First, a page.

# How was the GCM polynomial found?

As far as I understand, there is no general way to enumerate irreducible polynomials in a particular finite field, which are similar in nature to prime numbers over the integers.

The GCM mode finite field has order $2^{128}$, which matches the block size of AES, and uses the irreducible polynomial (see source page 8)

$$x^{128} + x^7 + x^2 + x + 1$$

Why does the source PDF not go into any detail regarding the choice and how was it found? It does not even give proof that the polynomial is irreducible.

• Be careful with the irreducible polynomials vs. prime numbers analogy. For example, it is hard to factor integers into primes, but it is easy to factor polynomials into irreducible factors. (This also means, by the way, that it is easy to tell if a polynomial is irreducible.) – fkraiem May 15 '17 at 11:22
• In particular, recall that all the irreducible polynomials of degree $d$ over $\mathbf{F}_q$ are factors of $X^{q^d} - X$. – fkraiem May 15 '17 at 11:28
• Extending @fkraiem : The polynomial $x^{p^n} - x$ is precisely the product of all the distinct irreducible polynomials in $\mathbb{F}_{p}[x]$ of degree $d$, where $d$ runs through all divisors of $n$. So first, note $\mathbb{F}_{2^{128}}$ has $n = 128$, so we need only let $d = 1, 2, 4, 8, 16, 32, 64, 128$, write down the irreducibles we find of the matching orders, $d$, start each round dividing out the ones we found previously, and only look for divisors of maximal order (since we divided out all the smaller order factors). It's a hassle, but it's a very finite process. – Eric Towers May 15 '17 at 19:18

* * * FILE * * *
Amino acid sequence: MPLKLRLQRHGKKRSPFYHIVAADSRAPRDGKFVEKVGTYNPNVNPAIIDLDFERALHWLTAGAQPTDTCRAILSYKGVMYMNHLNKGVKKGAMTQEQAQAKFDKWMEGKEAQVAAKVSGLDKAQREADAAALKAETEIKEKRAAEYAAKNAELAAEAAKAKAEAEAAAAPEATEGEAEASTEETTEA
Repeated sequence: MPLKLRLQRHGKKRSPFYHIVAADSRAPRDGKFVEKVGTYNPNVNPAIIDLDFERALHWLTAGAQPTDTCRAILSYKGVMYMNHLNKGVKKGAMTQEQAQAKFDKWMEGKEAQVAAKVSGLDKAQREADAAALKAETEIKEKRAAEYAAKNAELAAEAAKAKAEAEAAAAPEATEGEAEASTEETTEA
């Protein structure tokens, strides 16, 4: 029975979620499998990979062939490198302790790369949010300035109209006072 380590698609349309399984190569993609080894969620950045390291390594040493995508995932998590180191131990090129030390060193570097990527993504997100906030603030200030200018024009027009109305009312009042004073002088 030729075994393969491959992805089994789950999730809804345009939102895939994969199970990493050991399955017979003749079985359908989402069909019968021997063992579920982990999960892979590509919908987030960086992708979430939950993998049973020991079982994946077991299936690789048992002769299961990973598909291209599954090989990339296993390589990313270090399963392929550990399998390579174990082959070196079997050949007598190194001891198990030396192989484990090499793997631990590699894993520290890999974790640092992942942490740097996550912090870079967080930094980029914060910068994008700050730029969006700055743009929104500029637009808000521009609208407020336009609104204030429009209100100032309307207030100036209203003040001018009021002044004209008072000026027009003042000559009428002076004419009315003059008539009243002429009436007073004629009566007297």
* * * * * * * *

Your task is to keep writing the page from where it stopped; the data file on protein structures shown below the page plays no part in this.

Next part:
## 1 Answer

For the GCM mode polynomial, it's likely that they simply looked it up in a table. Low-weight irreducible polynomials over ${\rm GF}(2)$ are useful enough that people have spent time compiling lists of them; the one I linked to above (Seroussi 1998) is fairly often cited, and indeed contains the GCM polynomial.

Of course, this just changes the question to how such lists are compiled in the first place. As the paper linked above notes, the basic procedure is to simply generate successive low-weight polynomials and test them for irreducibility.

The specific test that Seroussi used to generate the linked table was apparently based on Victor Shoup's NTL library, which nowadays can be found here; the GF2XFactoring module in that library provides an IterIrredTest() function that implements "an iterative deterministic irreducibility test, based on DDF." Conveniently, there are also BuildIrred() and BuildSparseIrred() functions for finding "canonical" irreducible polynomials of a given degree over ${\rm GF}(2)$.

For more details on how irreducibility testing actually works, you might want to take a look at e.g. this answer on math.SE and these slides linked from it (Brent & Zimmermann 2008). In particular, according to the slides, it would seem that for most practical purposes (i.e. for polynomials of degree less than 100 million or so), a perfectly good way to test if a polynomial $p(x)$ of degree $d$ is irreducible over ${\rm GF}(2)$ is to simply use repeated squaring and modular reduction to test whether $$x^{2^d} \equiv x \pmod{p(x)}.$$

(Ps. There's apparently also a Wikipedia article on factorization of polynomials over finite fields that you might find useful.)